June 23, 2014
Wind power will play an increasing role in the U.S., likely supplying more than a third of the nation’s energy needs by 2050, according to a new analysis being readied by the federal Department of Energy, but Connecticut isn’t likely to be a major industry player.
The federal government’s timetable calls for doubling the existing 61 gigawatts of wind power by 2020, then doubling it again by 2030 and again by 2050 — growing wind’s share of the energy pie from 4.5 percent today to 35 percent.
Ambitious? Not at all, says the wind industry. Leaders of the American Wind Energy Association say those levels can be reached even faster if federal officials make the producer tax credit permanent and enact a comprehensive energy policy that gets serious about reducing carbon emissions.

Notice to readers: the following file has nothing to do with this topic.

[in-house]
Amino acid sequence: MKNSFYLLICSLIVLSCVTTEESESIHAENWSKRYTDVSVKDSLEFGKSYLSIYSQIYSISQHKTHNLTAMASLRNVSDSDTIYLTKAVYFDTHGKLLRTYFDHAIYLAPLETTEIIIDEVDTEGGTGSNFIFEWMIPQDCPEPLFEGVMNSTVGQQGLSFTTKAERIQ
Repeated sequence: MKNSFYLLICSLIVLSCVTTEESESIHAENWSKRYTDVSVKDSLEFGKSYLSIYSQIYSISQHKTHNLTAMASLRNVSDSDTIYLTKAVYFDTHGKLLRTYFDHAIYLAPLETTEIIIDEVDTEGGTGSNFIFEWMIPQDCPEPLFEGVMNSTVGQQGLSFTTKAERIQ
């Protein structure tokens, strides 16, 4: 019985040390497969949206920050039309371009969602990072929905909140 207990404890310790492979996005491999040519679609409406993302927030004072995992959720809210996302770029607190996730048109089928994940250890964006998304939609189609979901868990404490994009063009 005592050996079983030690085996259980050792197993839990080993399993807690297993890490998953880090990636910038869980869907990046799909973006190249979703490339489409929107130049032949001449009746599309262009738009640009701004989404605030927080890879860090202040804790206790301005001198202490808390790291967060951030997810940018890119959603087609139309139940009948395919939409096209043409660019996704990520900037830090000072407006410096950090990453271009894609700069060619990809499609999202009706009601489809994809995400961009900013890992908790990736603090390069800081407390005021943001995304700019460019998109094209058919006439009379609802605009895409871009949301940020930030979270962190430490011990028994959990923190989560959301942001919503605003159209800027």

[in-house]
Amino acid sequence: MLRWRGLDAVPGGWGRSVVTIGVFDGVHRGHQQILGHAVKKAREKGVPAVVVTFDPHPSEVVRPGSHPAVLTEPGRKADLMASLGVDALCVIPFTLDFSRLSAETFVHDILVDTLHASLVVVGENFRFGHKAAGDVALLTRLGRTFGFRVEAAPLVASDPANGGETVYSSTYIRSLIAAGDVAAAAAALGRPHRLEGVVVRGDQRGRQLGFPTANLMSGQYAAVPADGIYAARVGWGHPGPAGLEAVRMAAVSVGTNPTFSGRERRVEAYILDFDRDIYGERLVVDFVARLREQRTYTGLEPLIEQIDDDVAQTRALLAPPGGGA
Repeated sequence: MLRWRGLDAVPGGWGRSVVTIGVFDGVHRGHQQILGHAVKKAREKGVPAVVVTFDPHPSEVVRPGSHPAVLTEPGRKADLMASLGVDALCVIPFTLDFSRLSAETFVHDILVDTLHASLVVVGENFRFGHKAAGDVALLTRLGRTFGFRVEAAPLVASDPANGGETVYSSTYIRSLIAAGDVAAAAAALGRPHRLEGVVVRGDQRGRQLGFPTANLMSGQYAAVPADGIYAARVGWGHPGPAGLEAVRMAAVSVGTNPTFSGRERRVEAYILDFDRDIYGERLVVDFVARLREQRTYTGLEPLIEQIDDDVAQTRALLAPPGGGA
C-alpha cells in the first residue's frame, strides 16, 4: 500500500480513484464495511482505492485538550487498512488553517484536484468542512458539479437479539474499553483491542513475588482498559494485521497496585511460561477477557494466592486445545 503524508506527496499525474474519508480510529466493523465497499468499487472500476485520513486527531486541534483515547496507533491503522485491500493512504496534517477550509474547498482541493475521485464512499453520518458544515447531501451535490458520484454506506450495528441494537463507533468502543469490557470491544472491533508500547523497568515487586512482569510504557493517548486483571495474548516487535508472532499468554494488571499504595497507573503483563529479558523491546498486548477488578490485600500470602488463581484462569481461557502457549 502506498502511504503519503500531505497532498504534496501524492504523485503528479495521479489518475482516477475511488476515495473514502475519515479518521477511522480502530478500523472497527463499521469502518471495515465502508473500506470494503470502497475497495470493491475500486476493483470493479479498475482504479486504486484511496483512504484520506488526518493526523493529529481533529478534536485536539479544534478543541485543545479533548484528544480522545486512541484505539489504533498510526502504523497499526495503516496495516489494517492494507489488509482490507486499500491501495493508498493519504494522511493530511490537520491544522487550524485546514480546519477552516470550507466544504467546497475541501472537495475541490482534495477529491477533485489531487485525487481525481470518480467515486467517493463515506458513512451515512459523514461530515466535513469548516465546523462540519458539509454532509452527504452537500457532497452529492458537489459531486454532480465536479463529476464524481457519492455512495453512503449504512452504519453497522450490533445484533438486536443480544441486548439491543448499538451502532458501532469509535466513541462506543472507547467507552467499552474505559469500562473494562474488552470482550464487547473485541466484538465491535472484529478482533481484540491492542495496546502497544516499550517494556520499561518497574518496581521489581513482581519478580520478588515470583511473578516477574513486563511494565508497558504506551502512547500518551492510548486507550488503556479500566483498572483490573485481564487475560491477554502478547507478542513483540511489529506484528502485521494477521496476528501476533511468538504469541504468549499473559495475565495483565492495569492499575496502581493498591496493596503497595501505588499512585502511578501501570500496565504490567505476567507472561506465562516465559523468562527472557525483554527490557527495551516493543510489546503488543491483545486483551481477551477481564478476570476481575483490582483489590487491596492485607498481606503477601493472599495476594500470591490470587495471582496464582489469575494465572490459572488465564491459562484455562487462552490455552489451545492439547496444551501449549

But even in the rosiest scenario — 800 gigawatts of production in place by 2050 — don’t expect Connecticut to play a major role in generating wind power. DOE forecast maps show Connecticut’s involvement as a minimal factor, consigning the state to the bottom tier of states generating less than 500 megawatts as far out as 2050. For full article.